CASE NO. 3932


Heard in Montreal, Wednesday, 15 September 2010













      The dismissal of Mr. Quang Ly on December 7, 2009 form Canpar Transport L.P.




      On November 30, 2009 Mr. Ly was sent home by the Company for allegedly counselling fellow employees to work slowly and participating in a work slowdown. On December 04, 2009 an interview was held by the Company with Mr. Ly to determine his involvement in the matter. On December 07, 2009 Mr. Ly was dismissed from his employment at Canpar Transport for “counselling and participating in a work slowdown”.


      The Union grieved the dismissal on January 13, 2010 stating that there was no justification for the dismissal of Mr. Ly, that the burden of proof that Mr. Ly directly or indirectly instructed or gave counsel to any worker to partake in any type of work slowdown of any kind.


      The Union requested Mr. Ly be reinstated immediately without loss of wages, benefits and/or seniority.


      The Company denied the Union’s request January 15, 2010.


FOR THE UNION:                                         FOR THE COMPANY:

(SGD.) D. NEALE                                          (SGD.) L. FUACO

VICE-PRESIDENT                                                               VICE-PRESIDENT, OPERATIONS


There appeared on behalf of the Company:

L. Fuaco                              – Vice-President, Operations, Mississauga

D. Johnson                          – Regional Manager, Mississauga

C. Mathewson                     – Investigator, Garda, Mississauga


And on behalf of the Union:

D. Neale                              – Vice-President, Montreal

R. Pagé                               – Staff Representative, Montreal

D. Byfield                             – Chief Steward, Mississauga

A. Therrien                           – Recoding Secretary, Mississauga

Q. Ly                                    – Grievor




            The evidence before the Arbitrator establishes that the grievor separately approached two employees to instruct them that they should work more slowly in the unloading of parcels from trailers in the Company’s facility at Courtney Park, Mississauga. Statements are provided by two employees, one of whom is a private investigator retained by the Company to obtain information with respect to what appeared to be dysfunctional relations and productivity problems within the facility. The evidence confirms that the undercover employee in question, Mr. Chris Mathewson, was told on a number of occasions by the grievor that he should work more slowly, to allow the grievor to be able to work a full eight hour shift. It is common ground that when the work is completed the shift is terminated, generally before the full term of eight hours. A second statement, from a temp employee, a Mr. Anil Persad, corroborates that he too was approached on a number of occasions by the grievor and told to work more slowly so as to increase the length of the shift and the corresponding earnings of the employees.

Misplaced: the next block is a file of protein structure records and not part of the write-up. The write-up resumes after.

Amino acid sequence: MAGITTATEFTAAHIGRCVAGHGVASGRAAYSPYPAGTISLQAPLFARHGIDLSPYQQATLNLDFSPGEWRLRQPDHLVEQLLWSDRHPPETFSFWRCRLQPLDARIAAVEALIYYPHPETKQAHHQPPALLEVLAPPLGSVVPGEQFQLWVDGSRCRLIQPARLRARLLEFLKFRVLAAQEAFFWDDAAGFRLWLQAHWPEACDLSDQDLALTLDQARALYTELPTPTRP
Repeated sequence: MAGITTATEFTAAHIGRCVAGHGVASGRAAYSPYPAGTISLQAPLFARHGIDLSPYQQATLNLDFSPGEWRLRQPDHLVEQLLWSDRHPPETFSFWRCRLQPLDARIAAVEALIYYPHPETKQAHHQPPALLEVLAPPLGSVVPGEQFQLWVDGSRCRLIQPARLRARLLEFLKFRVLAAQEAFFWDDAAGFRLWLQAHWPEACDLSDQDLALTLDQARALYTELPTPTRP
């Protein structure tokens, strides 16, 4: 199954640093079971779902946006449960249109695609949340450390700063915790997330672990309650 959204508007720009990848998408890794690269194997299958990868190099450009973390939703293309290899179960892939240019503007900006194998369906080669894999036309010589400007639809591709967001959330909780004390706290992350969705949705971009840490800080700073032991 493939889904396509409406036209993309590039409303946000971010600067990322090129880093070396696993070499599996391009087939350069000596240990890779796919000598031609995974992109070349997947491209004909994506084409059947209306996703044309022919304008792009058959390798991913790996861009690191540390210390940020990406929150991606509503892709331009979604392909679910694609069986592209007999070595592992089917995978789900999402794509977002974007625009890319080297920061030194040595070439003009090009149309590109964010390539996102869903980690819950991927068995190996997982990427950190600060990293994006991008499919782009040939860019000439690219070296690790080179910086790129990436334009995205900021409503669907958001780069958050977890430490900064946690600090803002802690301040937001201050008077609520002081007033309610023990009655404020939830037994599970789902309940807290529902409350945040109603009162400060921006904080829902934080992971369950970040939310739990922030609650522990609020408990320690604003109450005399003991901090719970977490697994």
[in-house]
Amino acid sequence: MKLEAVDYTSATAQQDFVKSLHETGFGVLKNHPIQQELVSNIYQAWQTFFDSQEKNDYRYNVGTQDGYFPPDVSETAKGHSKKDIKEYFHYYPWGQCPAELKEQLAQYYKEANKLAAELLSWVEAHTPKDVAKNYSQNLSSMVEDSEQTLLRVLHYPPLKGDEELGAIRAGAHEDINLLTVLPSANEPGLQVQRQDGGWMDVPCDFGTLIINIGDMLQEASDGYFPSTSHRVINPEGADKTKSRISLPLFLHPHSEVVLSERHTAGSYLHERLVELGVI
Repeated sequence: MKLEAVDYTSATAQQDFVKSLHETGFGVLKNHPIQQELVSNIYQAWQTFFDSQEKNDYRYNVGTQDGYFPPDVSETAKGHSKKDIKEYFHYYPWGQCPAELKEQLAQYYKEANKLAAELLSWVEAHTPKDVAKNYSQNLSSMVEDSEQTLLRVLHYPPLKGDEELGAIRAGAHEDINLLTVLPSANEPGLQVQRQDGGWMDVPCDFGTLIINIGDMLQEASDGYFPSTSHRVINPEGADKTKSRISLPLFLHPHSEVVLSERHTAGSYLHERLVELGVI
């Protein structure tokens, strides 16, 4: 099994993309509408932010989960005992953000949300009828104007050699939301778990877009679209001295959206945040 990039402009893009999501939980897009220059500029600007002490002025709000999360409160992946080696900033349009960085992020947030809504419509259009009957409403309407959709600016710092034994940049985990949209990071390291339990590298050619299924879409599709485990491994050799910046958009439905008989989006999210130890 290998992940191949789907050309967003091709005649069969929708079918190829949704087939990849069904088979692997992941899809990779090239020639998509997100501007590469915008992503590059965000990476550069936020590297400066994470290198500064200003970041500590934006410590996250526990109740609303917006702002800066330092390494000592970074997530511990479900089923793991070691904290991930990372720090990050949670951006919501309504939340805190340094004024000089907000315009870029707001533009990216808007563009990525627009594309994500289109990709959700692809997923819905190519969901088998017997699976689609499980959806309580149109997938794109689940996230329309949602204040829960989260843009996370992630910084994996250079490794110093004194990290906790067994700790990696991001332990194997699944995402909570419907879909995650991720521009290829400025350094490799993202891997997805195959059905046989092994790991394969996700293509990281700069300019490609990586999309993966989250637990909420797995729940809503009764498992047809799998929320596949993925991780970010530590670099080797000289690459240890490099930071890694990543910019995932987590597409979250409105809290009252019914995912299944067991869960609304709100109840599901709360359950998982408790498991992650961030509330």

In a preliminary matter the Union submits that the Company failed to observe the provisions of the collective agreement in a manner in which the disciplinary investigation of the grievor was conducted. Firstly it maintains that Mr. Persad was not present at the grievor’s interview and accordingly the Union was denied the opportunity to ask questions of him. It is not disputed, however, that Mr. Persad’s statement was provided to the Union.


            The Arbitrator cannot sustain the Union’s preliminary objection. Article 6.3 of the collective agreement deals with employee interviews and reads as follows:


6.3  Whenever an employee is to be interviewed by the Company with respect to his work or his conduct in accordance with article 6.1, an accredited Union representative, selected by the employee, must be in attendance. In the event the accredited Union representative selected by the employee is not available another accredited representative selected by the employee will be substituted. Such interview and any subsequent interviews dealing with the incident must be held within 14 calendar days from the date the incident became known to the Company, unless mutually agreed. Such agreement will not be unreasonably withheld. The employee to be interviewed shall be notified in writing, no less that 24 hours prior to the scheduled interview time. This notice shall include the reason the interview is being held, including the subject matter with applicable details, to be investigated. Whenever a written statement by a person employed by the Company is entered at the interview, the employee will have the right to request the presence of that person at the interview. The employee and his Union representative may ask appropriate questions to all parties at the interview.